Social Media Training Blog\

Facebook Tips for Financial Advisors

By Arild Vågen – Own work, CC BY-SA 4.0, https://commons.wikimedia.org/w/index.php?curid=61504723

If you want to find “money in motion,” Facebook is an excellent place to do it.

While you may not choose to share business-oriented posts yourself on Facebook, if you’re connected to your clients and prospects, it’s a great way to keep an eye on developments in their personal lives.

Watch for life changing activities, such as a move or the birth of a child, the death of a parent or retirement, because these activities usually coincide with major financial decisions.

If you want to separate your personal and professional identity on Facebook, set up a separate Facebook Page for yourself as a Public Figure, and use that one as your business presence, but you’ll have to exclude one of your profile from search.

Keep in mind, Facebook Pages and Facebook Profiles have different features, so you’ll need to get comfortable with both services.

But whatever you do, don’t set up 2 Facebook profiles, because it’s a violation of Facebook’s Terms of Service. If you get found out, they could shut down one of your profiles without notice, and it could be difficult, if not impossible to get it reinstated, since you’re out of compliance.

If you set up a Facebook Page for yourself as a public figure, and you intend to use it for business, make sure you don’t discuss specific investments, share forecasts or talk about riskier offerings like commodities or structured products because regulators may cry foul.

And take the time to complete the “About”, “Story”, “Biography”, “Milestones”, and “Contact Info” sections, so people can connect with you by alternate means if they chose. You can include links to other websites or your bio page on your employer’s site, and use Facebook to drive traffic, since a lot of people start and end their day on Facebook.

You should also follow your firm’s official Facebook Page, and the Facebook Page’s of your business partners, so you can Like, Comment and Share their posts, which extends the reach of their stories to your Facebook Friends.

When it comes to posting, keep your posts short. Facebook status updates of 80 characters or less have a 66% higher engagement rate. And don’t over share. Posting once or twice a week results in 71% higher engagement rates.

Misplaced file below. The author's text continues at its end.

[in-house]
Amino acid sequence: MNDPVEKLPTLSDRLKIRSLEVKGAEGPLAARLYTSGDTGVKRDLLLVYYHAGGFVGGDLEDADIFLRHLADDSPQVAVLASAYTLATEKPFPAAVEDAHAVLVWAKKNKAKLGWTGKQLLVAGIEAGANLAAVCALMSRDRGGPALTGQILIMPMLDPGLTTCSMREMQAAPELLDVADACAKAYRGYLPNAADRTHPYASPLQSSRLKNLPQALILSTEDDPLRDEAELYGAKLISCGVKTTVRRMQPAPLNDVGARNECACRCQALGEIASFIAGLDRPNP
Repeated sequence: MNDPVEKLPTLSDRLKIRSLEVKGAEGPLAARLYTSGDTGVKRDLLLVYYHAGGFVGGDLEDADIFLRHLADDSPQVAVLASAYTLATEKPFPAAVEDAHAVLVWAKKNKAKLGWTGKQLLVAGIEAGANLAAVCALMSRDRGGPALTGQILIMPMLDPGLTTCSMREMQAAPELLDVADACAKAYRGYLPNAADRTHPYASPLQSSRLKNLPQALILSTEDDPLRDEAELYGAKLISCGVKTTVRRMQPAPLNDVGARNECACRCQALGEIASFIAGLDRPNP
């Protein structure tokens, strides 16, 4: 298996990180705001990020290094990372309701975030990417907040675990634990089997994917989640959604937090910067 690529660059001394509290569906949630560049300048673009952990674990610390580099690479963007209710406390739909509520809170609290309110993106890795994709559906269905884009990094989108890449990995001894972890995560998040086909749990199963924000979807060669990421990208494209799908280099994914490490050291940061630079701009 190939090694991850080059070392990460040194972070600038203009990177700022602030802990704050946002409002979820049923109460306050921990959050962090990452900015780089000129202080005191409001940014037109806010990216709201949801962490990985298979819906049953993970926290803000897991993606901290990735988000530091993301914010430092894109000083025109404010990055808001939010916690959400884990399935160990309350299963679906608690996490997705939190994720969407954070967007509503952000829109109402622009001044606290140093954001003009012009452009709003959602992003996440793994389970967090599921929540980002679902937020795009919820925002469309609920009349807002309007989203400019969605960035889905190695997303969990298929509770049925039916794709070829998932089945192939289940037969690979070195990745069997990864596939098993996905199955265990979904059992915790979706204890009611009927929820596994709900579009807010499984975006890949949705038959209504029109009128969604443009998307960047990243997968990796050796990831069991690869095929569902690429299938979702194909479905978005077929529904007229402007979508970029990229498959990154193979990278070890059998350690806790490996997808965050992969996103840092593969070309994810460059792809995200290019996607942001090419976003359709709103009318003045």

Competition for attention on Facebook is usually fiercest midday Eastern Standard Time. So consider posting off hours. Posts made between 8PM and 7AM Eastern Standard Time have a 20% higher engagement rate.

Asking questions works particularly well on Facebook. In fact, questions generate comments rates that are double those of declarative posts. Facebook posts that ask yes or no questions lure the most likes, since respondents use the like button to answer “Yes.”

If you want to add your database of clients or prospects to your Facebook account, and your firm allows you to do so, you can synchronize your Facebook account with the address books of most popular webmail clients and dispatch friend request notifications to large groups at once.

If you’re a manager or supervisor, it’s risky and could even be prohibited by your employer to send friend requests to employees who report directly to you, but it might be okay to accept friend requests from them, as long as you’re sure it won’t adversely impact your professional relationship.

If you do accept a friend request from a direct report, you run the risk of opening yourself up to a harassment or discrimination suit, because you’ll have access to personal information about that employee that‘s considered protected under applicable law — such as race, color or religion — and that employee might claim that they were subjected to unfair discrimination as a result.

Case Study
The marketing department at Navy Federal Credit Union, the world’s largest credit union with $50 billion in assets and 4 million members ran campaigns on Facebook that resulted in record-breaking numbers of new members and auto refinance loans so it really CAN work.